He declared that:“Our objective is clear: we will degrade, and ultimately destroy, ISIL through a comprehensive and sustained counter-terrorism strategy”.
It sounded that America really meant business. To begin with, Obama told the world that Washington had assembled a powerful coalition of 66 countries. Impressive? Not so much. If you care to dig just a little bit, you discover that this unbeatable anti-ISIL Armada includes heavyweights like Luxembourg, Somalia, Iceland, Bosnia, Bahrain, Romania, Cyprus, Estonia, Panama, Montenegro, Latvia and Albania. Are you still impressed?
Painfully slow progress
And the American military effort has also been modest. Two years later, while there have been significant successes against ISIL, we are still not done. Coalition supported Iraqi forces, (by the way this would also include support from Iran) are getting closer to Mosul; but they are still far from retaking it and eventually driving ISIL out of Iraq, let alone “destroying” it, as Obama pledged.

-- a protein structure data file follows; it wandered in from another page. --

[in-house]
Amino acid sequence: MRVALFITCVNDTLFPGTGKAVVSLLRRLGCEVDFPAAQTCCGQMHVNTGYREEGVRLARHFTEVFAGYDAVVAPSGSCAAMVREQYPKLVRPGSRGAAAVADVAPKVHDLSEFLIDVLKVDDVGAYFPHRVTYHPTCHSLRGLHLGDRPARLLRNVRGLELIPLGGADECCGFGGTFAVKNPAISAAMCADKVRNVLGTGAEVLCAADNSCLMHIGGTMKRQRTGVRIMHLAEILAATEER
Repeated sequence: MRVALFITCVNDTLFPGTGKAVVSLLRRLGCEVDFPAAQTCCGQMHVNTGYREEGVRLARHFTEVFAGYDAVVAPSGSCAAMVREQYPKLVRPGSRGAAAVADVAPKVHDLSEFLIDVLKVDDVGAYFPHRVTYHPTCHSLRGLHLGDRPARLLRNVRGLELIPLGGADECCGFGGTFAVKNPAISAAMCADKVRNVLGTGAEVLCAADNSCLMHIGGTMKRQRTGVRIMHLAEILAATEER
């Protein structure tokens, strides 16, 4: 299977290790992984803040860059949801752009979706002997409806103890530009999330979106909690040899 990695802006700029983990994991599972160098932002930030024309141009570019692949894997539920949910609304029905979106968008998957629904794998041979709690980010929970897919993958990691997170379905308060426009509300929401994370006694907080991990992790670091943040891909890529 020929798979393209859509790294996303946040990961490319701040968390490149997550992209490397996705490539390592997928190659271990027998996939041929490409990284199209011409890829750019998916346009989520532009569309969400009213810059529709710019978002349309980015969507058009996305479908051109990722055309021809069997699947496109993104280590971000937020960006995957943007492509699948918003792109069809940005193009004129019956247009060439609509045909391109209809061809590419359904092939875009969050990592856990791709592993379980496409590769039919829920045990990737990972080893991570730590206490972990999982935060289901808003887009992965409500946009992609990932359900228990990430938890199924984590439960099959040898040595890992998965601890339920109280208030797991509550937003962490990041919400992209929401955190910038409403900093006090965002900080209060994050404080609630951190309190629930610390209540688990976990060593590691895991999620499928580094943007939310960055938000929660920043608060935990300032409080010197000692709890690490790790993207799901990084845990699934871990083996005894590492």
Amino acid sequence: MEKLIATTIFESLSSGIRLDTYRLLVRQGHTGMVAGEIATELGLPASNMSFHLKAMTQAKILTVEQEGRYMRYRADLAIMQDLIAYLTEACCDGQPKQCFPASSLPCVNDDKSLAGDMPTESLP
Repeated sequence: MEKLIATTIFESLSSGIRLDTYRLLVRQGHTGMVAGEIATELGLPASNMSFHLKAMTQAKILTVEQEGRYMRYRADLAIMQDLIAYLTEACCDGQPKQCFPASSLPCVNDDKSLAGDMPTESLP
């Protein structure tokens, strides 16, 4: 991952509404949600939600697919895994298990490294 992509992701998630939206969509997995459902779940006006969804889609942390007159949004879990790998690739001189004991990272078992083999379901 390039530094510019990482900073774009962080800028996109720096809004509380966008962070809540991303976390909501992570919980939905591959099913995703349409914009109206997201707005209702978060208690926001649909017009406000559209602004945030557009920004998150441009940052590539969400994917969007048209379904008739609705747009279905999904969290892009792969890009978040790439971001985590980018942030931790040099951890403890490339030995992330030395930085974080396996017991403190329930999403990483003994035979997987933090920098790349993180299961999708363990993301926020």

This is almost inconceivable. ISIL is a bunch of nasty thugs who use barbaric methods. But ISIL is not the German Wehrmacht smashing France, or the Japanese Imperial Army conquering Manchuria or the Philippines. It is a rag-tag, third-rate military force. it is unbelievable that America, with the largest and most technologically advanced military force in the world, could not destroy the self-proclaimed Islamic Caliphate in a matter of weeks.
To the contrary, a recent Washington Post story indicated that this battle against ISIL is going to be long slug:
“.[…].But a full offensive to retake the city [of Raqqa, de facto capital of ISIL] could still be months or more away, despite hopes in Washington that an operation to take the Islamic State’s most symbolically significant stronghold would be well underway before President Obama left office.”
This slow and uneven progress is the military outcome of policy confusion and partial military engagement. Despite Obama’s clear commitment a couple of year ago, the mighty U.S. still has not managed to “degrade and ultimately destroy ISIL”.
Pivot to Asia?
And there are many more examples of grand plans that yielded little. Consider the pivot to Asia. Nice idea; but little to show in terms of results. Suffice to say that China, just as America publicly committed to shift its policy focus on Asia, has managed to increase its sphere of influence throughout most of the South China Sea –essentially unchallenged.